Utah teacher raises $31K on TikTok to cover student lunch debts
HEBER CITY, Utah — A Wasatch County middle school teacher is a TikTok sensation. He officially went viral earlier this month and his video, which was really just meant to be silly, garnered nearly $31,000 for student lunches in his district.
Garrett Jones teaches digital literacy to eighth graders at Rocky Mountain Middle School in Heber City. He said a huge portion of the class teaches students about digital safety. When his video raised money for such a great cause, he was thrilled.
He said it all started a couple of months ago. His wife also works at the school and, he said, when the two walk outside for lunch, they often see groups of kids without lunches. When he started digging a little, he realized many kids who have big lunch balances aren’t eating lunch – not because they would be denied, but because they are avoiding the embarrassment of having those balances.
His video was part of a silly trend on the site where users ask people to send them money for random stuff. That includes anything from new shoes to cars to serious stuff like medical bills. His original post said: “If 2673 Venmo’d me $1, I could pay the outstanding lunch fees of every student in my school because the last thing a kid should worry about is how much they owe for meals at a place they’re legally obligated to be.”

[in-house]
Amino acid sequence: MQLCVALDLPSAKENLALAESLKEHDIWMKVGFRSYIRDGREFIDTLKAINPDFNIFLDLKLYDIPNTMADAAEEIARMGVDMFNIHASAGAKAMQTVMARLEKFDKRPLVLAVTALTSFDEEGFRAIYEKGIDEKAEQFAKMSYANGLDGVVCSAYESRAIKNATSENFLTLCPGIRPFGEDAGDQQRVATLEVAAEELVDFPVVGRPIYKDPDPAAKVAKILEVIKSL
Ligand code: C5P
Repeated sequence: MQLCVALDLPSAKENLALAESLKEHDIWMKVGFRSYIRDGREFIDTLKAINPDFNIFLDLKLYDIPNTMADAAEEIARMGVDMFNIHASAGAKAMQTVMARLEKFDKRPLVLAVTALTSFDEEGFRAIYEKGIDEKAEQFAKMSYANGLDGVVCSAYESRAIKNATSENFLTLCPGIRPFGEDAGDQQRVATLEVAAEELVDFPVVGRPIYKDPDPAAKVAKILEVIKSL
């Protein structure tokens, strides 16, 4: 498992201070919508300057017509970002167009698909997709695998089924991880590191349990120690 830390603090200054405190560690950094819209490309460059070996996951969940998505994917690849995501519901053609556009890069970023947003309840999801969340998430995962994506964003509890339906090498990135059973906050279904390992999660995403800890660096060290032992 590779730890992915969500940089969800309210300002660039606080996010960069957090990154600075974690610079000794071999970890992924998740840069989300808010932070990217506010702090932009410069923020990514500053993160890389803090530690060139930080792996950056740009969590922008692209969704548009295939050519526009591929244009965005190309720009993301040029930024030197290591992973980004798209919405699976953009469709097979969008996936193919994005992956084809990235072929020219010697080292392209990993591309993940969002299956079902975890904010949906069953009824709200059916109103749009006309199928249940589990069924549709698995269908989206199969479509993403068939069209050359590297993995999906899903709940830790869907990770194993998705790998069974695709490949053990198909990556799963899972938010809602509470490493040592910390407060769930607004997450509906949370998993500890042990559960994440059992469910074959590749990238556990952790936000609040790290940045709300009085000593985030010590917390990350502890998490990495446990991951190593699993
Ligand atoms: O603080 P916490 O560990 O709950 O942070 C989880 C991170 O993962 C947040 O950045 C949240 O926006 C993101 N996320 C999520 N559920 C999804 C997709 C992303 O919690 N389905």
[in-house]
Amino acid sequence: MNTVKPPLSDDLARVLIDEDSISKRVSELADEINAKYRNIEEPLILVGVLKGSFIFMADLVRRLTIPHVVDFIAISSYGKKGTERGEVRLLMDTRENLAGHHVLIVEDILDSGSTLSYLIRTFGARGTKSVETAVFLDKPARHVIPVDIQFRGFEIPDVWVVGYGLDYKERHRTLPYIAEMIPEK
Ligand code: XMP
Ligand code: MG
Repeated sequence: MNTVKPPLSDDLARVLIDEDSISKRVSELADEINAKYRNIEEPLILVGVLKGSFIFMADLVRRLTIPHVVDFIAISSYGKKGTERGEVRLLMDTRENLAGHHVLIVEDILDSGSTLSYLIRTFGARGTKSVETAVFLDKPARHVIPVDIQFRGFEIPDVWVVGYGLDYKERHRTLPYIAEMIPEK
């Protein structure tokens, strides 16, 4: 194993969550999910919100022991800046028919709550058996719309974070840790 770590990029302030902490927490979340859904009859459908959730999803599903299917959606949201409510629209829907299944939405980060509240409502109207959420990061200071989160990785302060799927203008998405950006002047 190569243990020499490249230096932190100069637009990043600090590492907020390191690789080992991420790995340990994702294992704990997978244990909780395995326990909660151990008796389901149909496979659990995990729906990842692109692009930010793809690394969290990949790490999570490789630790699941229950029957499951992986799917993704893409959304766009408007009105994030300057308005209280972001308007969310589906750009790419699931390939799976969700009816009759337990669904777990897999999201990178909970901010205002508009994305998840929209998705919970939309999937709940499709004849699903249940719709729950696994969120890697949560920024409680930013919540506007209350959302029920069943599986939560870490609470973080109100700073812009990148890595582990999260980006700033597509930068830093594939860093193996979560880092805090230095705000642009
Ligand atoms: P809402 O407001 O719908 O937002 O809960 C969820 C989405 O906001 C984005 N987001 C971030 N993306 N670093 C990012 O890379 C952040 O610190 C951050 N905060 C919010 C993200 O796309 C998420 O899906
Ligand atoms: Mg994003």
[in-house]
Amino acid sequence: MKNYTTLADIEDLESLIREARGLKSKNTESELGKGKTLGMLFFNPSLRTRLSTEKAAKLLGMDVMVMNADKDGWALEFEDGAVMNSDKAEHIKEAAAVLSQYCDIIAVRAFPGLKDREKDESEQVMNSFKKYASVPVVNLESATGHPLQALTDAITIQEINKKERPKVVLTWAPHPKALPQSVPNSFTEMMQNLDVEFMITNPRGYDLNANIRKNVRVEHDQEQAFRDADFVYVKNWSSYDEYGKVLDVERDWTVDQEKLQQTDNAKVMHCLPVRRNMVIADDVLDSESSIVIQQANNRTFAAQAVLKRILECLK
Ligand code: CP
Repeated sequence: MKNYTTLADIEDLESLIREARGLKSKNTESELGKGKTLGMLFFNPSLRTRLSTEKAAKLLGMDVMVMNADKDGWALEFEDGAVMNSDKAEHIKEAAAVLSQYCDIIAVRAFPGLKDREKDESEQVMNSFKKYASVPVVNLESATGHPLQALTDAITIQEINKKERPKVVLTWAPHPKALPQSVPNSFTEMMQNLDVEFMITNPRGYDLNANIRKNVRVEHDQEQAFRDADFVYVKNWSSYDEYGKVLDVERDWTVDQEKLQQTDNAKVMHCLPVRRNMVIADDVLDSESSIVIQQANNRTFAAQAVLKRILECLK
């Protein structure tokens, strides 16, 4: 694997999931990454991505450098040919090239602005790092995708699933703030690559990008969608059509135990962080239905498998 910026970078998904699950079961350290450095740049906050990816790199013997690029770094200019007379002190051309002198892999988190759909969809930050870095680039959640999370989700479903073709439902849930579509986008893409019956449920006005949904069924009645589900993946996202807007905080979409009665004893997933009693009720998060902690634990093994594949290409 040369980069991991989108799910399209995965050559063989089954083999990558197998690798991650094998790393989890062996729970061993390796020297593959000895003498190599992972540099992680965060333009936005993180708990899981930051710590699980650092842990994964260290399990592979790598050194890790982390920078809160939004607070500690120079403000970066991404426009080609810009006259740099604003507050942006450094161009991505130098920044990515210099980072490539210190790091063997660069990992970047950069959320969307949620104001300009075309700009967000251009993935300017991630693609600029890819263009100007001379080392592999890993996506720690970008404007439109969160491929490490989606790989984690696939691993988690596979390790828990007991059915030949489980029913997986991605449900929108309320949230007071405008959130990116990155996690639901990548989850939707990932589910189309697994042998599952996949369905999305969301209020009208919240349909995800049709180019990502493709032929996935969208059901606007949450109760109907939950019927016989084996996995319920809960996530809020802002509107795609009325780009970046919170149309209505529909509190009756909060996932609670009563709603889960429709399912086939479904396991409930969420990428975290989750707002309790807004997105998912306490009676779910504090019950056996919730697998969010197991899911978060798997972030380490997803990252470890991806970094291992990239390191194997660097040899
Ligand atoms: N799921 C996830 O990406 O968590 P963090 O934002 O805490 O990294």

That was Jan. 30. The first day, the post got a little bit of interest and people had donated a couple of hundred dollars, which he thought was pretty good. Then things started to really take off. Days later, his post had over 5,000,000 views and the donations poured in. One month later, he raised nearly $31,000.
The number is staggering for this middle school teacher.
This week he meets with the district.
“If there is left over we’re going to see what we can do as far as crediting kids that need it or just kind of being a safety net for those families that really need that help,” Jones said.
The timing couldn’t be better. On March 1, extended SNAP benefits for low-income Utah families end.
About 156,000 Utahns use food snaps through that program. More than 77% are families with kids. Nearly a quarter are families with older adults or disabled family members and almost half are working families.On average, families will see about $100 less per month, but reductions could be much higher depending on income. Jones is ecstatic his “silly” post raised so much money, but he worries food insecurity isn’t going anywhere and those who are able to help, should. “I think that if people are willing to reach out to their representatives and let them know like, hey, we support this,” Jones said. “We think this is a good use of our tax dollars, we need to feed kids at school.”
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